Courier staff writer
ALAMOSA — Two men who participated in a botched home invasion last summer are about to join one of their co-defendants in the state prison system.
Twelfth Judicial District Judge Pattie Swift on Thursday sentenced Mario Daniel Aragon to a maximum 16 years in the Colorado Department of Corrections. She also ordered David Albert Cordova to serve 12 years in prison.
Both men, who received credit for 345 days served, previously pleaded guilty to enhanced counts of attempted aggravated robbery. However, they originally faced far more serious charges for their roles in a violent Aug. 29, 2012 assault on a pair of alleged drug dealers.
The district attorney’s office initially charged the 40-year-old Aragon with first-degree kidnapping, aggravated robbery, second-degree assault, unlawful use of a stun gun, conspiracy to commit aggravated robbery, second-degree burglary and misdemeanor theft.
Cordova, 21, faced almost identical charges, but he originally stood accused of robbery instead of attempted robbery.
The two men, along with co-defendants Joseph Taylor Ankeney and Colin Parker Young, forced their way into a State Avenue home in a failed attempt to rob the male victim of his drugs, money and electronics.
According to a pre-sentence investigation report, victim Thomas Williamson owed someone a large debt, and Aragon was there to collect it. If he succeeded in collecting the full $60,000, Aragon would have received $15,000, which he planned to share with his younger accomplices.
“It clearly shows that he’s the leader,” Deputy District Attorney Mark Loy told the court.
Defense attorney Barbara Zollars, who appeared on behalf of Aragon, acknowledged her client’s wrongdoing. But she also faulted Williamson for allegedly participating in crimes of his own — namely, drug dealing.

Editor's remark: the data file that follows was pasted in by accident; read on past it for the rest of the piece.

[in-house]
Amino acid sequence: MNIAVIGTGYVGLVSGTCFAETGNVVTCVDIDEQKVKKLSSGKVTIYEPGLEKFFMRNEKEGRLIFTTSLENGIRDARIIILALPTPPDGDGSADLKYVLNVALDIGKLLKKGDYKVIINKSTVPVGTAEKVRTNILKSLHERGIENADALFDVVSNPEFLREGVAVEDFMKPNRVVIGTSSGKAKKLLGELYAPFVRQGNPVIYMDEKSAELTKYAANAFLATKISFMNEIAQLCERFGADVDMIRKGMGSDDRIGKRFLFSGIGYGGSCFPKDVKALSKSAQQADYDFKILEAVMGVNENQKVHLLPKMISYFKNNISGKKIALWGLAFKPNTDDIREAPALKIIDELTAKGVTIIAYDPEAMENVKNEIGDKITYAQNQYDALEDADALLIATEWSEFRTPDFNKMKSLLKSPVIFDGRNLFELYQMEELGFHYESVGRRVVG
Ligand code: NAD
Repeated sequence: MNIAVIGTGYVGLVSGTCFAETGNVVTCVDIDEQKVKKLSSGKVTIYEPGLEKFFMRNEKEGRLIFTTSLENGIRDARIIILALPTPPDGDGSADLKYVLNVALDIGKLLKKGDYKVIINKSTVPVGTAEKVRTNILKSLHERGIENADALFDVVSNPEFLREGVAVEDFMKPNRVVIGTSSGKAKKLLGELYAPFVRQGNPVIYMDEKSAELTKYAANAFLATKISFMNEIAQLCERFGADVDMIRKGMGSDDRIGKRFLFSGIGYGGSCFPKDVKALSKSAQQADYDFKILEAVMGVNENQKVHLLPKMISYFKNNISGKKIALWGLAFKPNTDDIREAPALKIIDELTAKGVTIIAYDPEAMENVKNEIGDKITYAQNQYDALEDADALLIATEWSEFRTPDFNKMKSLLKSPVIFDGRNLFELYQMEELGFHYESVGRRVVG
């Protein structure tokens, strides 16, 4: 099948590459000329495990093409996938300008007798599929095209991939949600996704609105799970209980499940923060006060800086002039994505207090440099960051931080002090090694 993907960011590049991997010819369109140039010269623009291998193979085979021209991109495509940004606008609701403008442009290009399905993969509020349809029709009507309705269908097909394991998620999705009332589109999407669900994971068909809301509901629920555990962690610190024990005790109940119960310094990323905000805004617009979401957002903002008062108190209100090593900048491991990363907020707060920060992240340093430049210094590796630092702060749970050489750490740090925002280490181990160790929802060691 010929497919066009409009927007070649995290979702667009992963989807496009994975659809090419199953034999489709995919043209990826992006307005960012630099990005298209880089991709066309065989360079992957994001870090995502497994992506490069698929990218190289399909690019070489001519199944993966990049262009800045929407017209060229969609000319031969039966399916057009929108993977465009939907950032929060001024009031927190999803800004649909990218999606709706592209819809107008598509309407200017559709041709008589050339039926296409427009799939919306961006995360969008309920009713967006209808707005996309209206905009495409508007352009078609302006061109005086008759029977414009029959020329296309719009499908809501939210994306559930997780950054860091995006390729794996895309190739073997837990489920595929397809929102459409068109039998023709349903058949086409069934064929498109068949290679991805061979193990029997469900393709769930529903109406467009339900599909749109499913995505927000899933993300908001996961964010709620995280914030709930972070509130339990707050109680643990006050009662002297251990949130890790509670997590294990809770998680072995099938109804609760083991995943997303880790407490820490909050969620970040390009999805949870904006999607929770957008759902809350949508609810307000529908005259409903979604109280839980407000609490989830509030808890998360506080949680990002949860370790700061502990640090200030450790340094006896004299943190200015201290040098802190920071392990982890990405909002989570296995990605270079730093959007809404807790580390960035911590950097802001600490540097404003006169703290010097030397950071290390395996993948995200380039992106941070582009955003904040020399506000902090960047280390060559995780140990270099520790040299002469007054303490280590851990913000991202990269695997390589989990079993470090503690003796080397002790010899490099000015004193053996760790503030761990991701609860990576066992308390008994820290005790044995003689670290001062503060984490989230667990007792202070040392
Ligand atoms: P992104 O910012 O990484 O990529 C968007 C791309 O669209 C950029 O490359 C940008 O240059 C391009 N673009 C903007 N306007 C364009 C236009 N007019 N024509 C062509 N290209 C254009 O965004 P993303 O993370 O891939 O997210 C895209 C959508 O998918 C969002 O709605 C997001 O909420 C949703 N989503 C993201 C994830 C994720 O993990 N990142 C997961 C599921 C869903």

“Mr. Williamson also made some choices here,” Zollars said. “Mr. Williamson chose to engage in an activity that is high-risk.”
However, Judge Swift found that the law makes no distinctions between crimes against criminals and crimes against ordinary people.
“Just because someone else is violating the law doesn’t give you the right,” she told Aragon.
As she handed down both sentences, the judge took the seriousness of their crime into consideration, as well as the threats they posed to the general public’s safety.
“It was a very violent act, (it was) a very frightening act and it was the kind of thing that makes everyone feel less safe in their homes,” she said.
While all four men have now acknowledged their involvement in the attack, the judge found that Aragon was more culpable, given the fact that he is nearly twice as old as his co-defendants.
“You’ve had much more time to figure out how to behave,” she said.
Young also testified that Aragon masterminded the home invasion.
“He told us what the plan was, how things were going to go down, what to do,” the 20-year-old man said on Thursday. “He gave each of us specific jobs to do.”
Prosecution says crime was thought out in advance
Loy urged the court to consider the fact that the crime was premeditated. He noted that Aragon and Cordova had lots of time to think over their plan, yet they ultimately decided to go ahead with it.
They also admitted that they were involved in two previous attempts to rob the man. But both attempts failed, they said.